06 September 2012

The morning after

The opening of the show, ostensibly 6pm-8pm, sped past in a flash - and went on rather longer than expected. I lost all sense of time, and talked till my throat was sore. And I wrapped names into the red ball of connection...
Overview, midway through the evening

It was such fun to meet and chat with people. I loved answering questions, and got quite wrapped up in some of the conversations. Every now and then someone would say, "give me your camera, I'll take some pictures" - or I'd remember that the camera was handy.
Chen Chen - a photographer with a real camera
Iris's flatmate used her hair to make her books
When I wasn't talking about my "Disintegration", I was winding names into the ball - and telling myself, aloud,  a story associated with each name. "Mary was in my class in high school, one of the bright kids, but she didn't go to university, she went off to the city to work as a secretary. Even though she lived nearby, we lost touch and years later I heard she'd married and had a son who had a degenerative disease and died aged seven." Etc, etc. At some moments this muttering-aloud felt like a lunatic thing to do ... and I had no idea I'd be doing this! ... but as soon as I was in the space and started winding, it just happened. 
Winding ... and muttering
Sometimes I'd pick up a name and wave it at someone nearby [outrageous behaviour!] and start telling them the story... and then, of course, explain what I was doing, and ask them to add their name to the book, so that their name could be wound into the ball.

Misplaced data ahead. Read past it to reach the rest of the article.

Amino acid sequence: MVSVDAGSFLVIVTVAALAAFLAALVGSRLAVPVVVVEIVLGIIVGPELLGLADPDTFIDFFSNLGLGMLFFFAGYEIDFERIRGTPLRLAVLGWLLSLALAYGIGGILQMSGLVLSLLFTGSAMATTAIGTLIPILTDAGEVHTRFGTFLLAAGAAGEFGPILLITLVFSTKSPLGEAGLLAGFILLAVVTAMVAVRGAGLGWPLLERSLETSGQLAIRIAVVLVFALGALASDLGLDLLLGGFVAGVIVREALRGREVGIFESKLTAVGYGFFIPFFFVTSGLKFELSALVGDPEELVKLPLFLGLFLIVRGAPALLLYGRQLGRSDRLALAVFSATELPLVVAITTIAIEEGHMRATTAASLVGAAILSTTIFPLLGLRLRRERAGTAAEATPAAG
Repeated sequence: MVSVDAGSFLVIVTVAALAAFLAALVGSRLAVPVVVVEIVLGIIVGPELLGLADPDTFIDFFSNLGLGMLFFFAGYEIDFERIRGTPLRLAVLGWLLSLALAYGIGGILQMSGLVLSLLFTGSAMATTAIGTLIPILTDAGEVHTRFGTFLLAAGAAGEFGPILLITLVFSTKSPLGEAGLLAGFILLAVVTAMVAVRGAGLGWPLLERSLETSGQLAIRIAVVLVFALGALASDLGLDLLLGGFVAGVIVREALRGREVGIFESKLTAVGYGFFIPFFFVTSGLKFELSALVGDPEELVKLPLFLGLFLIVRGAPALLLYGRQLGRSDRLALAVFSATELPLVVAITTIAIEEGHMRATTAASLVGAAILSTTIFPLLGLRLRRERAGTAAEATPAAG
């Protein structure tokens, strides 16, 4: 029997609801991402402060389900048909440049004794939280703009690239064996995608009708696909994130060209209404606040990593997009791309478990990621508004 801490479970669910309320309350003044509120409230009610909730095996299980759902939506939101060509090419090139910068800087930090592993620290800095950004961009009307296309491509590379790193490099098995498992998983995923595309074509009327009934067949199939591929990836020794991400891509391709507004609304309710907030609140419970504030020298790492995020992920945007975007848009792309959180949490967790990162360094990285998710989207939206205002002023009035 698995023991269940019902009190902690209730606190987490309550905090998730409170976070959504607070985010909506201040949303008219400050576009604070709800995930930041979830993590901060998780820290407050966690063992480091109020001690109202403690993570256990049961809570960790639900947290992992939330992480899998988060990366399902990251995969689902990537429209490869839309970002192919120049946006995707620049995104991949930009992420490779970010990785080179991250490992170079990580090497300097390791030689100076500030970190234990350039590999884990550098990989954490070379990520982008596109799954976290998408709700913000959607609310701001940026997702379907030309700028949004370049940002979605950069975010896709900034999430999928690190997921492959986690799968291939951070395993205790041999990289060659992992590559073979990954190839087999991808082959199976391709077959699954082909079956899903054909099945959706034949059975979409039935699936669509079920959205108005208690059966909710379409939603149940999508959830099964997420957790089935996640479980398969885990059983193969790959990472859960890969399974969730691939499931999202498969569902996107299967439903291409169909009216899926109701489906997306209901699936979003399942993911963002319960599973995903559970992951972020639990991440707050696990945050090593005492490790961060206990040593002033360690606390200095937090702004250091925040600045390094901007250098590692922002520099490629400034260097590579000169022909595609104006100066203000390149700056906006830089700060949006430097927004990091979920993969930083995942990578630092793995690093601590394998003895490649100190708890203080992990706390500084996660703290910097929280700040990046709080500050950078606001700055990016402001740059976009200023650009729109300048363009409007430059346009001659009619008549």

Several people asked "did you make your slippers?" - no, the Universe provided the shoes.
Still wrapping
Once all the school friends had been wound into the ball, I added a layer of family and family friends, picking up names at random. My grandmothers were picked up one after another - close in memory, if not in life.
Empty "glasses" accumulate at the end of the evening
Many people wrote their names in the book, and picked up the Memory Balls, after a little encouragement. I was happy to see that people needed no encouragement to look through the Little Library - though I'm sure they thought some of the books were a little crazy... hey, it's art, right?

The bar was downstairs - down (and up) some 55 stairs - so I kept an ersatz mini-bar behind the seat/table. The (large, quilted) bag was lined with newspaper for insulation, and a bag of ice added, then a bottle of white wine either side.
Within a couple of hours, the wine was chilled nicely ... but I was often so involved in a conversation that I forgot to offer people a drink. (Should have made the seat wider, more storage space... among the many "things I'd do differently next time".)

We were among the last to emerge into the warm night, and found the entire area outside the building completely jammed with people hanging about, deciding where to go next - so many people that you could hardly make your way down the stairs. We went straight home, though (an hour's journey), and had toast & marmite, and another glass of wine.

"What next?" people asked me. "More of the same," I said - the pat answer.

1 comment:

Jane Housham said...

Sounds wonderful. Congratulations on the show. I wish I could see it all in the flesh. Your telling stories to people makes a connection with the Tino Sehgal installation at the Tate, perhaps.